GOP lawmakers are looking to investigate prominent asset managers because of climate investing practices and other woke initiatives.
Some Republicans want big bank CEOs to testify publicly. Republican senators are demanding that law firms preserve documents related to advising clients on environmental and social initiatives. Wall Street firms and Washington lobbyists are preparing for such subpoenas.
"My members are intent on sending a message that you can't kowtow to a far-left agenda and still have Republicans fighting the good fight on behalf of free markets and a marketplace that would benefit these companies,"said Rep. Patrick McHenry, R-N.C., in an interview. McHenry will look to chair the House Financial Service Committee.
Big banks and investment firms are seeing a shrinking number of reliable allies in Washington.
"There's a total lack of built-in capability or competency to engage in this fight," said American Compass Executive Director Oren Cass. "On Wall Street's side, there's just been an assumption you can run and hide behind these politicians who are going to stand up and say, No, no, leave them alone and it will be best for everybody. That just doesn't fly anymore."
Rep. Blaine Luetkemeyer, R-Mo., who will likely serve as a House Financial Service subcommittee chair, said Republicans need to empower business leaders to "push back on some of this woke stuff and the social justice stuff, so they go back to doing their business instead of being social laboratories."
Rep. Andy Barr, R-Ky., another likely subcommittee chair, criticized asset management giants BlackRock, State Street, Vanguard, Invesco and Fidelity, saying they should "stop this nonsense of politicizing capital allocation through ESG [environmental, social, and corporate governance]." Barr said he views the ESG actions as "the weaponization of financial regulation designed to discriminate against American energy companies."
"We want these mutual fund companies, ETF [exchange-traded fund] companies, the members of the ICI [Investment Company Institute trade group] to come before Congress and tell us how they're going to change course and start prioritizing investor returns again, instead of promoting this fraud of ESG," he said in an interview.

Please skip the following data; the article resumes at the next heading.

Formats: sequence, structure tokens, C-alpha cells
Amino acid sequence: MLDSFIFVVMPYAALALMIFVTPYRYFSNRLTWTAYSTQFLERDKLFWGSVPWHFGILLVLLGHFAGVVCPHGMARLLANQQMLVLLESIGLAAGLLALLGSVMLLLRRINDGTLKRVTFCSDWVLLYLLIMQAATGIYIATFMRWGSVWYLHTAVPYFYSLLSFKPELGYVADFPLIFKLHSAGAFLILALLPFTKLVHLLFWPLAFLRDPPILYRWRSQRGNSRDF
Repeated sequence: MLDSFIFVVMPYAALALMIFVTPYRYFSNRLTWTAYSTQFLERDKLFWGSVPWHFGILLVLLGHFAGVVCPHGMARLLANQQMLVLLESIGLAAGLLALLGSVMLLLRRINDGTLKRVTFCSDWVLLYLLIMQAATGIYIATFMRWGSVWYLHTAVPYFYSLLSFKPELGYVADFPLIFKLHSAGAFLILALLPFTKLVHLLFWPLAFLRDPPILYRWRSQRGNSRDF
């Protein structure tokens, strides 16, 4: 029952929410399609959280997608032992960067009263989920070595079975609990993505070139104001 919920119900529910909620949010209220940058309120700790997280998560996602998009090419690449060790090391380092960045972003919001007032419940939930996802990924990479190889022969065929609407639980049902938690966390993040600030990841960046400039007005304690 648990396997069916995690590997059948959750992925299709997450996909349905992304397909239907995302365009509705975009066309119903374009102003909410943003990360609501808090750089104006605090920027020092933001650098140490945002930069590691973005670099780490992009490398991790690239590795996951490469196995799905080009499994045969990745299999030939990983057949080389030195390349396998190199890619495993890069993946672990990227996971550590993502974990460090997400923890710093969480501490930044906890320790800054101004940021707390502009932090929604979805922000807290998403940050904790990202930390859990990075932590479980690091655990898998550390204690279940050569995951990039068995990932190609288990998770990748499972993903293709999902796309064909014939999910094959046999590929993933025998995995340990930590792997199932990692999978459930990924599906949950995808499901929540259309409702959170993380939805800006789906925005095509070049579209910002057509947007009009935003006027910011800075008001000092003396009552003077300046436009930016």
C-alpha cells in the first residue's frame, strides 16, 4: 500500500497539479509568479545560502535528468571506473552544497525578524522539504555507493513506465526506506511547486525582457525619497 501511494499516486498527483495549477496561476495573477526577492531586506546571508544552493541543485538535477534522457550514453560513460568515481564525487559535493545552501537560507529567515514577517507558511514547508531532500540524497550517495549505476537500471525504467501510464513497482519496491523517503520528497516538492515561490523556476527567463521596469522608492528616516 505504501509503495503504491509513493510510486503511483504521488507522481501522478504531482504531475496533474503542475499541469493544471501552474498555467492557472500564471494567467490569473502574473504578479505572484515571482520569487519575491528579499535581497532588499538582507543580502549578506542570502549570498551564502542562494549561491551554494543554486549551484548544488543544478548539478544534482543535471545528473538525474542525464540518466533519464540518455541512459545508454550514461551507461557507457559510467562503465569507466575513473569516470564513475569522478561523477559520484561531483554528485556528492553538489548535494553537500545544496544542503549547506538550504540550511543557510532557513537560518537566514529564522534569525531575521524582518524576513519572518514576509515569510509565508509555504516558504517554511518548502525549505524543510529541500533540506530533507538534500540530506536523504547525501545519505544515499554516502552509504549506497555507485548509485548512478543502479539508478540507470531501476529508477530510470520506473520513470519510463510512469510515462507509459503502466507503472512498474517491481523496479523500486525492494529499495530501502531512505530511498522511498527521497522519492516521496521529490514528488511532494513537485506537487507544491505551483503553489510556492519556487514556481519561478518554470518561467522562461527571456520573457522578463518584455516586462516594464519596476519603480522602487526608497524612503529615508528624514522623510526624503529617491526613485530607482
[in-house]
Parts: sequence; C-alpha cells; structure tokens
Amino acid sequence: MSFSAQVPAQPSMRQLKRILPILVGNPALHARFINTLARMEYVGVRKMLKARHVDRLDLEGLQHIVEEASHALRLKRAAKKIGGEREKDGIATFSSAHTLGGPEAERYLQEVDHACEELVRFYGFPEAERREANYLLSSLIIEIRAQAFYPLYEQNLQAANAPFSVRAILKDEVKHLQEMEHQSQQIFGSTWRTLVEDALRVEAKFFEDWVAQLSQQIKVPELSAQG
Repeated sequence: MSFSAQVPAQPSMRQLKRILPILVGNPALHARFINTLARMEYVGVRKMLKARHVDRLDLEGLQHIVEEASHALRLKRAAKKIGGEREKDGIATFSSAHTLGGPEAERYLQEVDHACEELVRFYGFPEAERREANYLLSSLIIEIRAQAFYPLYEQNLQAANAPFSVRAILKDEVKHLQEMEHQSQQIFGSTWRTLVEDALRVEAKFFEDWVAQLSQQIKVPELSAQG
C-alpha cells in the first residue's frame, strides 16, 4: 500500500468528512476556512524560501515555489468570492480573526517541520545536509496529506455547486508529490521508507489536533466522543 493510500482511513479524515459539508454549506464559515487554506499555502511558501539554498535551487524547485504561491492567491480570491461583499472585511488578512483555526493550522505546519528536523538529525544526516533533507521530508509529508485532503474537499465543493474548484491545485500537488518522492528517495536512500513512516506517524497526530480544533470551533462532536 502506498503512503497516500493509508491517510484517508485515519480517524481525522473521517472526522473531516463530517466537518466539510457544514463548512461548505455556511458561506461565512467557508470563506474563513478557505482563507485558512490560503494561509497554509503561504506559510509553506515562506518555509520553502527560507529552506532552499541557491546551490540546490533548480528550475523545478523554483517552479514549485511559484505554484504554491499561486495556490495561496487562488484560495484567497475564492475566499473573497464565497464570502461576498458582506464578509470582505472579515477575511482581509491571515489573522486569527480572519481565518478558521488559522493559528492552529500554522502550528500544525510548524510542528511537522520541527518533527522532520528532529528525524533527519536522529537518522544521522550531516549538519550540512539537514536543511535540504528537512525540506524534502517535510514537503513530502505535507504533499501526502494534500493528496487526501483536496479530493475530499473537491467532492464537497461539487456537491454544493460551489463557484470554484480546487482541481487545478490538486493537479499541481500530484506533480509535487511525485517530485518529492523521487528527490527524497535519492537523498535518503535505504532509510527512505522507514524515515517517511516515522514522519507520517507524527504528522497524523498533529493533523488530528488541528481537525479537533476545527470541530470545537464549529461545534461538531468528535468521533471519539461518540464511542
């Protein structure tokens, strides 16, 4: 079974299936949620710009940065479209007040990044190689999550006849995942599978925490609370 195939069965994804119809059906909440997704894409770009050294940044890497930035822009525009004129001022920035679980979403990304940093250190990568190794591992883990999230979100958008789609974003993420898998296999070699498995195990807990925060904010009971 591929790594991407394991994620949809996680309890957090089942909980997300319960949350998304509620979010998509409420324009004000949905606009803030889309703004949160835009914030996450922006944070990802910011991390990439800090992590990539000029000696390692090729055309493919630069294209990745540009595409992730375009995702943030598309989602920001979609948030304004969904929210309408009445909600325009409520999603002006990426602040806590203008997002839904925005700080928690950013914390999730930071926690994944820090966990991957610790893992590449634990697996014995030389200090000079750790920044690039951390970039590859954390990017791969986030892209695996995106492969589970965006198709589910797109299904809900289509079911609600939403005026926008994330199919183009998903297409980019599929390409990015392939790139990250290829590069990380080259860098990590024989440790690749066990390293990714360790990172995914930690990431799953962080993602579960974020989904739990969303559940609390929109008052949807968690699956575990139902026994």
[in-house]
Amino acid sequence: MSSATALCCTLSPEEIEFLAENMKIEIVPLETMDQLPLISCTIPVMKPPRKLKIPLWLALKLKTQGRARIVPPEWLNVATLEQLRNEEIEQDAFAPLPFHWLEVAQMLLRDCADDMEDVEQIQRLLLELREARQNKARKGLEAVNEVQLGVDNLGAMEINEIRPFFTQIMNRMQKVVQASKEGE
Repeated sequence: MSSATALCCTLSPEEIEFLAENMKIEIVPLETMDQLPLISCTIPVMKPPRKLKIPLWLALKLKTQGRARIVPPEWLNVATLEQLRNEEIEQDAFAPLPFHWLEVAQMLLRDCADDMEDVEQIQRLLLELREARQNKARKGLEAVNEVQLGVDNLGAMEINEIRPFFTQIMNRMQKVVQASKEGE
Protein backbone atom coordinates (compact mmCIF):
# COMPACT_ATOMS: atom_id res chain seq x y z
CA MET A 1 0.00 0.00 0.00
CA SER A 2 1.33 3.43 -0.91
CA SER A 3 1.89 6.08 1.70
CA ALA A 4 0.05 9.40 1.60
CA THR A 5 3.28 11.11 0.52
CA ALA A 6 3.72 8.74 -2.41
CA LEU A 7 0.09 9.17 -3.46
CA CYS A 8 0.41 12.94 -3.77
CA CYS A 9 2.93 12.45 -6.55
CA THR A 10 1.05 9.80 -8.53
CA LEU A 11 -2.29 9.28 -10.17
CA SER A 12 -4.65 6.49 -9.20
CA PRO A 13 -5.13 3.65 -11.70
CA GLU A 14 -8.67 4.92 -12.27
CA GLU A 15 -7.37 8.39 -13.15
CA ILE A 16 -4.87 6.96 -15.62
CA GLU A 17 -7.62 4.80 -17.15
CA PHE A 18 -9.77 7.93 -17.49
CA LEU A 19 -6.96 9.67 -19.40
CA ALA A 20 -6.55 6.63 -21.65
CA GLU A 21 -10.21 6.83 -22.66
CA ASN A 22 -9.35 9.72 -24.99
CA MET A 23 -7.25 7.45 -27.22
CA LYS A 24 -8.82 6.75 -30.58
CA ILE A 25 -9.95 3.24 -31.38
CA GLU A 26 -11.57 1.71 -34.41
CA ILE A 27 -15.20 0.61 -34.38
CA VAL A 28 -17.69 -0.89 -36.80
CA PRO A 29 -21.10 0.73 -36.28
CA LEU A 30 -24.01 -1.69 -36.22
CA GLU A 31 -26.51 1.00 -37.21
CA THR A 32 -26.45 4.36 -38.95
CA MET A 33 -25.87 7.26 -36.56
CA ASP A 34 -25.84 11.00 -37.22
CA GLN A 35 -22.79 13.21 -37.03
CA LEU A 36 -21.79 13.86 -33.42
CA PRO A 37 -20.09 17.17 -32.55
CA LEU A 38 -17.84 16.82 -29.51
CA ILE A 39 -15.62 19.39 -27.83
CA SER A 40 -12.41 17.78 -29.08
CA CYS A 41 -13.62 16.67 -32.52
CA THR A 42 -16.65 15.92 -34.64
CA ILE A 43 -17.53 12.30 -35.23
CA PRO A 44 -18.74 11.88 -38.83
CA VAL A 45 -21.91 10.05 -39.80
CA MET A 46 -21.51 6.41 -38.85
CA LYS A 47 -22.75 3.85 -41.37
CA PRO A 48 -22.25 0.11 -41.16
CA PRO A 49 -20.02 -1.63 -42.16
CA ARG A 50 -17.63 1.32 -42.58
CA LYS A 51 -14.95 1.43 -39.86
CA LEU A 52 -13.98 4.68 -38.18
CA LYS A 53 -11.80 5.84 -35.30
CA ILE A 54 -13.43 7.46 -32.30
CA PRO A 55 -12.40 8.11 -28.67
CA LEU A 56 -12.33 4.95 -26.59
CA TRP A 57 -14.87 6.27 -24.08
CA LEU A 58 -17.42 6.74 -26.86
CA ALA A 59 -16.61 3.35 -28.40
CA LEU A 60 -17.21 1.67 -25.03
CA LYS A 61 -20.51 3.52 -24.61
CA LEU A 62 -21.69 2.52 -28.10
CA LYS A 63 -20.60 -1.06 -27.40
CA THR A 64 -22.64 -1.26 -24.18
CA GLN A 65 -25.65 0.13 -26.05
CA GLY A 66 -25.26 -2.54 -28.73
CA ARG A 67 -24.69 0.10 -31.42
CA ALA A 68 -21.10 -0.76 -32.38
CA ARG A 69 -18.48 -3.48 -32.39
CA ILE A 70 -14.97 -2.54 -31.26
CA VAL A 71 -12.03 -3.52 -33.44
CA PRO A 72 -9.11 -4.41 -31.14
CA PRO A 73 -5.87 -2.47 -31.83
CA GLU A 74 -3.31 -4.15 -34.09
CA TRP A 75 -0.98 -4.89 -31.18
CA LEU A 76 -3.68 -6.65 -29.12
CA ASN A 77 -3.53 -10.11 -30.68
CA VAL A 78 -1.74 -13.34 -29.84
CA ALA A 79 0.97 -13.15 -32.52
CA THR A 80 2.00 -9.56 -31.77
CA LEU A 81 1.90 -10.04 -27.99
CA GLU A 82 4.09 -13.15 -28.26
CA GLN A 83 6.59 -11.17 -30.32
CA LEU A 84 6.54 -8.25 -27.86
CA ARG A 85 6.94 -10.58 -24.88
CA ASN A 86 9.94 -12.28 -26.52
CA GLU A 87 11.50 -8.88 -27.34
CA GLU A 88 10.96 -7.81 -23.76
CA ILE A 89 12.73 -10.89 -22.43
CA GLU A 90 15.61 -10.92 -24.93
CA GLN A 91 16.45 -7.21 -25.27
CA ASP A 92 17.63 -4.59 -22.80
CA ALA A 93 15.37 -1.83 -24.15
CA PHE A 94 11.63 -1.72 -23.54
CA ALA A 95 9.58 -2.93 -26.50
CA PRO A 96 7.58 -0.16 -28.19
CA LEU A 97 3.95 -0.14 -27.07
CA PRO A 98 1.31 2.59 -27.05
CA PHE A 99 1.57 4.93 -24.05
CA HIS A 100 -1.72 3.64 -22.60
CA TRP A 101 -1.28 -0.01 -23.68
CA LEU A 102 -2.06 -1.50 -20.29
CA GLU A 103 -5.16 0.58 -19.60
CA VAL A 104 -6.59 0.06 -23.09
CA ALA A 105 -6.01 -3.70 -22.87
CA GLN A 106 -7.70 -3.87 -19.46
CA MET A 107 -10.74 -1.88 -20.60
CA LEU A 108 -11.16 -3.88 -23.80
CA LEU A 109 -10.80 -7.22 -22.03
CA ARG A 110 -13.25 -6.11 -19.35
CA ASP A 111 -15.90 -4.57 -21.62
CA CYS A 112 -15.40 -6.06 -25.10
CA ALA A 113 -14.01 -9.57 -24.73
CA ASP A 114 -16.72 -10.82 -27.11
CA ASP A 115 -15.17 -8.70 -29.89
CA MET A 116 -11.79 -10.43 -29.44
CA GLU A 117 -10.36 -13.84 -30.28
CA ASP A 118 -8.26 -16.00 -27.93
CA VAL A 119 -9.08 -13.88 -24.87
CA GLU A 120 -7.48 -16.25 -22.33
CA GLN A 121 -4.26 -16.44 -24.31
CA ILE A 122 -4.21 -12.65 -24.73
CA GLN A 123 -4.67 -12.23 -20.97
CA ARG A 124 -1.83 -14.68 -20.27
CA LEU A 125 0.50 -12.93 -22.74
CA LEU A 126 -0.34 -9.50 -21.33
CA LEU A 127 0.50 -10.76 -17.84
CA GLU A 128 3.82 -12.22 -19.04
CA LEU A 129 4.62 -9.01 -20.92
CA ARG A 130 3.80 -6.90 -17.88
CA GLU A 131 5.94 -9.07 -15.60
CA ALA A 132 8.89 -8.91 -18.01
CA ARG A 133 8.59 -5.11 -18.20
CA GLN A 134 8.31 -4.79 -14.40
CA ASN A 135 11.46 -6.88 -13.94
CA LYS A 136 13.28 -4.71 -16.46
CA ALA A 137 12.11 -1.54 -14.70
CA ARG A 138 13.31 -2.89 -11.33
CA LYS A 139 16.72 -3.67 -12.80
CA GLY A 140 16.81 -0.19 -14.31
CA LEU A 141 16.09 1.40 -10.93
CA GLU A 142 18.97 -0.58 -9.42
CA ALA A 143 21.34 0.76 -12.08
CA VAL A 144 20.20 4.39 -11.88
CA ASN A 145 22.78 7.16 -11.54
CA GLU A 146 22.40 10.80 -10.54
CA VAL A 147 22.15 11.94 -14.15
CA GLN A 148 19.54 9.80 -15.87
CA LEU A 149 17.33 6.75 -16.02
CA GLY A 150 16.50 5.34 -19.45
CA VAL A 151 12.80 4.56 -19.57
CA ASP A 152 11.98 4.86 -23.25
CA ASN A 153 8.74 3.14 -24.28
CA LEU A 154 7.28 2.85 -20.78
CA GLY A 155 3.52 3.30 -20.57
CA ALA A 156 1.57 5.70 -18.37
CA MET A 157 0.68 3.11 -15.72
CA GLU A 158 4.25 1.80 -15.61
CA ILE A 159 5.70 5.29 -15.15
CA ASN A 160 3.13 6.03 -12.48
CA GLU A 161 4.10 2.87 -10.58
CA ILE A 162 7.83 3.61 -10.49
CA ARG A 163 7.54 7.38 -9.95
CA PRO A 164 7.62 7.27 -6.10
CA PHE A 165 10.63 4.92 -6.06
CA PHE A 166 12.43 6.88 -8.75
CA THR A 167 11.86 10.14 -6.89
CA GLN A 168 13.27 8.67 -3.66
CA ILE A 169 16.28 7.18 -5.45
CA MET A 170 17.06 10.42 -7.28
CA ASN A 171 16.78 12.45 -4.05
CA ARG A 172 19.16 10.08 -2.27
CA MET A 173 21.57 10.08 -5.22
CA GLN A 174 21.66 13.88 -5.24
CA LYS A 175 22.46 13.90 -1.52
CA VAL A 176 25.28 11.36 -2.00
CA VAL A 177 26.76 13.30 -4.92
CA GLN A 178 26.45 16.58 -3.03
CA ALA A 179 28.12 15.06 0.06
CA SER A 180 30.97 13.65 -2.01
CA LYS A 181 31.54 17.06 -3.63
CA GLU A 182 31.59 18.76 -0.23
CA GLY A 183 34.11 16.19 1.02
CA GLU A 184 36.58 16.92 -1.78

BlackRock and Vanguard announced plans to allow clients to vote on the policies of the companies in which they invest.
A spokesperson for the Investment Company Institute, representing the firms, said the group works with "both parties in Congress to represent the long-term financial interests" of investors and "will continue our bipartisan approach."
Banks continue to resist attempts by the Biden administration to impose environmental and social initiatives upon its industry, including climate risk disclosures.
In a June letter to the Federal Reserve, Treasury Department and other agencies, the American Bankers Association said banks should be free to do business — or not — with any entity as long as it's legal.
"This free-market approach has given this nation the strongest and most resilient financial system in the world, and the increasing efforts by policymakers from all sides of the political spectrum to intervene in the intermediation of capital risks undermining that system," the ABA stated.
Retiring Sen. Pat Toomey, R-Pa., on the Senate Banking Committee and former president of the free-market advocacy group, Club for Growth, urges Republicans to keep the pressure on the finance industry's environmental and social investment activities.
"Many liberal politicians are pressuring banks to use both their balance sheets and their influence to address issues wholly unrelated to banking, such as global warming, gun control, voter rights, and abortion," Toomey said in a statement. "Several large banks have been far too willing to acquiesce to these demands by embracing a liberal ESG agenda that operates outside of representative democracy."
Sen. Tim Scott, R-S.C., who will be the next top Republican on Senate Banking Committee, has started his inquiry with financial firms and their practices. He criticized bank CEOs last year after their companies opposed a Georgia voting reform law that they claimed was discriminatory.
Last month Scott joined some of his GOP colleagues and signed a letter seeking answers from PayPal about its policy intended to financially punish its customers for expressing views which the company classifies as misinformation. PayPal rescinded the policy before it could go into effect.
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